I was reading about a new study wherein the researchers went into a Vancouver library for a few weeks and observed those who used the web, later asking them a series of questions about their experience. They were trying to find out if they were using the web for Utopian/furtherance of democracy purposes. They found that the majority are using it for entertainment: email, chat rooms, gaming, porn, etc. They were using it for 'mindless entertainment' or as Adorno would likely say...to amuse themselves.
Overall, the biggest concern Adorno and Horkheimer had was with the fusion between the culture industry and mindless entertainment. Amusement is specific to the twentieth century mass cultural industry and is simply another part of the cycle of routinization. They believed mass art was based on "a medicinal bath"(1) of amusement and laughter, rather than on transcendence or happiness. The great perversion had taken place: people were amused and liberated from the need to think and their laughter affirmed existing society.
It made me think about e-commerce on the rise and all those mega corporations who seem to be buying up the web and trying their best to control it. When there is money to be made, when economic aspects of media culture become entrenched, then more controls will be instituted because there is more at stake. The web is just another piece of the media pie now and when I read about how it is likely that the huge television networks in the States fear their demise and are therefore moving more into the online realm, it concerns me.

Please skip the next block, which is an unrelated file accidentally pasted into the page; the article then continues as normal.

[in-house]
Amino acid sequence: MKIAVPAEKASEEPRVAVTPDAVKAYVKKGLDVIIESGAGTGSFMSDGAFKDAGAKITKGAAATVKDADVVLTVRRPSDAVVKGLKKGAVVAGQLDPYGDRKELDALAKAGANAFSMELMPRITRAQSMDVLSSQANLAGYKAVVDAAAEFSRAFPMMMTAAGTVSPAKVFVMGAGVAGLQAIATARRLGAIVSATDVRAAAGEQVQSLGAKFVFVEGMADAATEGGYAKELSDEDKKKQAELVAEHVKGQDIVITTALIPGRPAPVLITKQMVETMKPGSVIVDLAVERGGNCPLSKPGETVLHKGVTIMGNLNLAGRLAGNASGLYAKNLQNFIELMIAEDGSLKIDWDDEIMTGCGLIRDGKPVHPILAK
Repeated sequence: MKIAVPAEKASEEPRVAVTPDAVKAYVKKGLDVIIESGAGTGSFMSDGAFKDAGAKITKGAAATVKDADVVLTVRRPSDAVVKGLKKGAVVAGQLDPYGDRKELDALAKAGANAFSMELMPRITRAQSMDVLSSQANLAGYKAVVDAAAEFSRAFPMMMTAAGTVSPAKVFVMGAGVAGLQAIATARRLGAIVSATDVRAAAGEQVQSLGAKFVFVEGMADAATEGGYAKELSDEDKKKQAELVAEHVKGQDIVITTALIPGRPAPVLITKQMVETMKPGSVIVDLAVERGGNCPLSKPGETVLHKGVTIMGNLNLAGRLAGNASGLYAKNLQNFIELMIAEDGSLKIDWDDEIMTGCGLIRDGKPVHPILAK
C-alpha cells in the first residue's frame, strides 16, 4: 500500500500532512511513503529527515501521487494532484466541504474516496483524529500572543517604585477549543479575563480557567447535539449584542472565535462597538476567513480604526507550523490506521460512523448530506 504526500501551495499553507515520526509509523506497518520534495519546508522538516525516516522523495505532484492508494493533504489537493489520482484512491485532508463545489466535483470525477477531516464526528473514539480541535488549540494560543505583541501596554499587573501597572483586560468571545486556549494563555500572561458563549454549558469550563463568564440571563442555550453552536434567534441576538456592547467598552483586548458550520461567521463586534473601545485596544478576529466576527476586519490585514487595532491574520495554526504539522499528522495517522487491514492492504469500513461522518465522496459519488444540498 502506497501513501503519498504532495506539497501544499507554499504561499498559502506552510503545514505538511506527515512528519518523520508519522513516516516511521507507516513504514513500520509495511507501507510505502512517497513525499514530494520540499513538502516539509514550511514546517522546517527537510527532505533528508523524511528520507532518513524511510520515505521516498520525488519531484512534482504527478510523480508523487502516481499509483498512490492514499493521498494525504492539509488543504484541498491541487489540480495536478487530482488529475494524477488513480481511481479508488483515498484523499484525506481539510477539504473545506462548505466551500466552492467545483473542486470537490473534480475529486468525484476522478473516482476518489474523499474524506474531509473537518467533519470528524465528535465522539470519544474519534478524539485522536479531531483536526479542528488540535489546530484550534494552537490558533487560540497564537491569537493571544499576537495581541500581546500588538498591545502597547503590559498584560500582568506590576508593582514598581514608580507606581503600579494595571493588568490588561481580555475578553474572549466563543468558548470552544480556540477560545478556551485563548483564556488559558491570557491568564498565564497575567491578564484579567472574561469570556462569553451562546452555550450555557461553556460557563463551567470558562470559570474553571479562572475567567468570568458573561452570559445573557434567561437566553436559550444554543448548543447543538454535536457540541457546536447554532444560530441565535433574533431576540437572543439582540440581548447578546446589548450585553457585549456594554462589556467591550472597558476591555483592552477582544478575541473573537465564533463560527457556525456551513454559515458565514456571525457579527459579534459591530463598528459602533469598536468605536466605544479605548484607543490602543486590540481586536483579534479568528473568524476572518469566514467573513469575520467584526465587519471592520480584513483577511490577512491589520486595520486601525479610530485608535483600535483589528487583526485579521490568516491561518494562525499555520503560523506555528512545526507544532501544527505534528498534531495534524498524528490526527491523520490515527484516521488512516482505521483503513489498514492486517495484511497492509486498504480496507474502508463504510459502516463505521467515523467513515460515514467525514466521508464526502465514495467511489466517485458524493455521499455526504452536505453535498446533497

Since late 1996, there has been an increase in the advertisement side of things: pop-up windows, etc. When I was in library school, a couple of the profs kept pushing the whole catalogue the web thing, wanting to make it stream-lined, cleaned up (to whose specifications, I ask), and easy to navigate, like a linear menu of sorts. I could never see why anyone would want to take this beautiful, chaotic place where so many voices can be heard, where chaos can run free and where the individual can find a niche, and make it into some kind of sterilized OPAC with shopping thrown in for good measure.
Monopoly ownership of the media by corporations, and all that that entails, with the vast power of these conglomerates, translates into political power, and uniformity of perspective. Ownership of most of United State's more than 1,000 daily newspapers by 11 corporations has to have an effect on the democratic process. I think the web is going the way of the newspapers and broadcast avenues and we must fight thay...if we can, because if not, where will we find the germ of resistance and a place to be autonomous individuals? How can we stop the undermining of the democratic process with the increase in monopolization and market concentration that characterizes a maturing capitalism? How can the Internet fulfill its utopian promise as a tool of empowerment when all this is going on? I don't think people realize. Adorno would say we have already been swept away by the amusement of it all. I say that perhaps that will be the most important niche for virtual communities: a last hold out from the commodification of media culture, a place of resistance and autonomy and self-empowerment. A place where we have a chance of seeing reality for what it is, so that we can refuse to accept the present and try to change the future. That is Adorno's Utopian vision, and mine.